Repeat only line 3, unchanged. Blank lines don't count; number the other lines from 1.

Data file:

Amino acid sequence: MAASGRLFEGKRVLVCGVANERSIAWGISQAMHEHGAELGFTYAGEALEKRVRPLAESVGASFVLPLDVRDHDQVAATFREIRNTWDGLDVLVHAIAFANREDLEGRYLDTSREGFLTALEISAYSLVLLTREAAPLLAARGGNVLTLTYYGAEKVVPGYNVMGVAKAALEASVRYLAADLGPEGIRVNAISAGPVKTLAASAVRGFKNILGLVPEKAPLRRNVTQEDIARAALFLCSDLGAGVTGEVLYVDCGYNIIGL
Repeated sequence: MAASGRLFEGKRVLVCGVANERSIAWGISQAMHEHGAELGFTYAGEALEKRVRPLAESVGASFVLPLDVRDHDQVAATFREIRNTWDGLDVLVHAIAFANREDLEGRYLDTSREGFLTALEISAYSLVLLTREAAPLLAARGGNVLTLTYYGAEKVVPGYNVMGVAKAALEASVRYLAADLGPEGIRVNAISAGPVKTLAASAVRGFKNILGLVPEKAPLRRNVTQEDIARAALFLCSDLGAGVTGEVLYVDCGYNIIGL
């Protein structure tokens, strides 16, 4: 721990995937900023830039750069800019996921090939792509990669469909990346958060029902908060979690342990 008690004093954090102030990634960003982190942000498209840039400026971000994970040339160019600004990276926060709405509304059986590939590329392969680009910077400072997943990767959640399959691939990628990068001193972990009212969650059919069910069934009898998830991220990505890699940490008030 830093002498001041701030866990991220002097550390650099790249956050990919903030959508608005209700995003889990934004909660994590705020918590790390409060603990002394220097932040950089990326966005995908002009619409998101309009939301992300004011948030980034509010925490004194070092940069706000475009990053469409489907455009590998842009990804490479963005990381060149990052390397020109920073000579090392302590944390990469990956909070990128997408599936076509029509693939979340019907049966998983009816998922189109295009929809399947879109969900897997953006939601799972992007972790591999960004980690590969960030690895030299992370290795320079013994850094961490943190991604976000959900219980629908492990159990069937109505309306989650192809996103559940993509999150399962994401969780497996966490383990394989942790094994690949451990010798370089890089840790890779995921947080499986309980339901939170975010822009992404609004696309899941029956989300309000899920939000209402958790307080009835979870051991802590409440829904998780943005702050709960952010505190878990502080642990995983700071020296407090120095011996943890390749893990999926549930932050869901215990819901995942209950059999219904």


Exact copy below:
């Protein structure tokens, strides 16, 4: 721990995937900023830039750069800019996921090939792509990669469909990346958060029902908060979690342990 008690004093954090102030990634960003982190942000498209840039400026971000994970040339160019600004990276926060709405509304059986590939590329392969680009910077400072997943990767959640399959691939990628990068001193972990009212969650059919069910069934009898998830991220990505890699940490008030 830093002498001041701030866990991220002097550390650099790249956050990919903030959508608005209700995003889990934004909660994590705020918590790390409060603990002394220097932040950089990326966005995908002009619409998101309009939301992300004011948030980034509010925490004194070092940069706000475009990053469409489907455009590998842009990804490479963005990381060149990052390397020109920073000579090392302590944390990469990956909070990128997408599936076509029509693939979340019907049966998983009816998922189109295009929809399947879109969900897997953006939601799972992007972790591999960004980690590969960030690895030299992370290795320079013994850094961490943190991604976000959900219980629908492990159990069937109505309306989650192809996103559940993509999150399962994401969780497996966490383990394989942790094994690949451990010798370089890089840790890779995921947080499986309980339901939170975010822009992404609004696309899941029956989300309000899920939000209402958790307080009835979870051991802590409440829904998780943005702050709960952010505190878990502080642990995983700071020296407090120095011996943890390749893990999926549930932050869901215990819901995942209950059999219904």